The Orioles went 3-6 on their nine-game, three-city road trip, but they return home tied for first place with the Rays atop the American League East.
"I know it is disappointing for him," manager Buck Showalter said of Matusz, who had a stretch of four consecutive quality outings snapped. "It's hopefully a one-game setback. He'll get the ball again and he'll get an opportunity. It'll be a tough four days for him, because he knows he is better than that, but he knows that takes the wind out of our sails early in the game."
Boston starter Clay Buchholz did the rest of the deflating, tossing his third career complete-game shutout -- all three which have come against the Orioles -- in an impressive 125-pitch outing.
"We did a good job of working the counts, but he was just good," said designated hitter Chris Davis, who doubled in the second inning for the team's only extra-base hit in its last 22 innings. "[Buchholz] wasn't giving in. He was putting us away with all three of his pitches, cutting it to lefties a little bit. He looked really good tonight."
After retiring the first batter he faced, Matusz loaded the bases in the first and second innings and allowed a pair of runs in each frame. He needed 58 pitches to record the first four outs, putting the Orioles in a four-run hole.
"I think Brian will be the first to tell you that he created a lot of the problems he had," Showalter said of Matusz's recent struggles in Boston, "and it's real tough to get much tempo in the game or any crispness going. It really does a lot for your offense, too. Stand out on the field there for 30 pitches in an inning and it really puts you on your heels, especially at the end of a nine-game road trip."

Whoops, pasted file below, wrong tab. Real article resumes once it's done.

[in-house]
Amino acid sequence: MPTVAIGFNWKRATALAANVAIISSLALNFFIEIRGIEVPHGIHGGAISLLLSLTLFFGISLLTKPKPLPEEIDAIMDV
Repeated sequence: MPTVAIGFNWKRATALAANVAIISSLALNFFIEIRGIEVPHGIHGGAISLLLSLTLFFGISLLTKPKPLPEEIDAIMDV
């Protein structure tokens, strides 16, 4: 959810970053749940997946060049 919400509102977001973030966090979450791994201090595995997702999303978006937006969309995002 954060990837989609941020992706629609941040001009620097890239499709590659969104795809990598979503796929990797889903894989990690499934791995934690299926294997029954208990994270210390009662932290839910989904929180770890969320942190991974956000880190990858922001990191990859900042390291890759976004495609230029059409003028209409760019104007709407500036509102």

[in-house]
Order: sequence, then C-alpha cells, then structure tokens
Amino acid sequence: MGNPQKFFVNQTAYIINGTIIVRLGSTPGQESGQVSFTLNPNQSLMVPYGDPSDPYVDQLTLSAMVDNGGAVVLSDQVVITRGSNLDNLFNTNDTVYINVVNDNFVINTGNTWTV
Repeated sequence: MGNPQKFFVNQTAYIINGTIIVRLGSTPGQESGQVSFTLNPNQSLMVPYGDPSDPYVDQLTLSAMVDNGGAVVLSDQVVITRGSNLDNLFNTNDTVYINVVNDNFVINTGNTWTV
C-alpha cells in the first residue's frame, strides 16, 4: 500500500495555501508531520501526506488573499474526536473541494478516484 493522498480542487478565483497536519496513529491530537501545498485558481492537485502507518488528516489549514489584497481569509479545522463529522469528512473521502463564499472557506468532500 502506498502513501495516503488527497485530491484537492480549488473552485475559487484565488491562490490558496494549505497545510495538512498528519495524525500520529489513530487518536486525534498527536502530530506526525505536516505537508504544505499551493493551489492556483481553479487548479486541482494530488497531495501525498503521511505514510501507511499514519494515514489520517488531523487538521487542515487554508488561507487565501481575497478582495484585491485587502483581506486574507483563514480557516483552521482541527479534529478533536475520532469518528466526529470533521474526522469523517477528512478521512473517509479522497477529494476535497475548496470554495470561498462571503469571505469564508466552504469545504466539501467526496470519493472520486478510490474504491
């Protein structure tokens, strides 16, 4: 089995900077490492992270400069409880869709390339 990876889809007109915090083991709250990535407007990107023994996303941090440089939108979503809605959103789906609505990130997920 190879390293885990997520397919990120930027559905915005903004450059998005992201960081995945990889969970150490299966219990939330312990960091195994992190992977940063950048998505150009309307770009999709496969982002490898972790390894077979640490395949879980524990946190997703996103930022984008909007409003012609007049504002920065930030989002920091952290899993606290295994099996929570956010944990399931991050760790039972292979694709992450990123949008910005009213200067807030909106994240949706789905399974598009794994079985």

The Orioles' had a chance to get out of the second inning with just one run scored, but second baseman Robert Andino airmailed a throw from second base on a double-play attempt that instead allowed Dustin Pedroia to reach second base as another run scored.
Matusz's night ended after allowing a single to Adrian Gonzalez to open the third, and he was charged with five runs (four earned) on four hits and five walks in a 67-pitch outing that featured 33 strikes. It marked just the second time in 12 starts Matusz has failed to go at least five innings.
"It was just everything today," Matusz said of his struggles. "Just out of my rhythm. I couldn't find my rhythm, couldn't find the groove and obviously walks were the problem, and just didn't have good command of anything."
"I don't feel like there was any dramatic problems today in my mechanics. Just a matter of being inconsistent and not finding a good rhythm."
The Orioles, who have been hit hard by injuries and struggled to produce runs, continued its funk against Buchholz despite tagging the righty for 10 runs over his previous nine innings.
Asked what the difference was Thursday night, Buchholz admitted he didn't know.
"They gave it to me the last two times I faced them," he said. "Obviously you face these guys a lot. All of our starters do. It's a matter of going out there and who's going to win that day. After the last start, it was like a chess match sort of. They have a really good lineup or they wouldn't be where they're at right now."
The O's threatened in the fifth, as Mark Reynolds was hit by a pitch, but he was promptly erased when Wilson Betemit grounded into a double play. Ryan Flaherty was also hit by a pitch, but the inning ended when Andino struck out.
The loss cost the O's a chance at history with the potential for their second three-game sweep at Fenway Park in one season, a feat that had never been accomplished, even by the St. Louis Browns, which was what the Orioles were before moving to Baltimore. It also snapped a seven-game win streak in Boston, a modern-day Orioles record that was set with Wednesday's 2-1 victory.
Right-hander Miguel Gonzalez followed Matusz and fared well in his second Major League appearance, going four innings and allowing a run on two hits and two walks.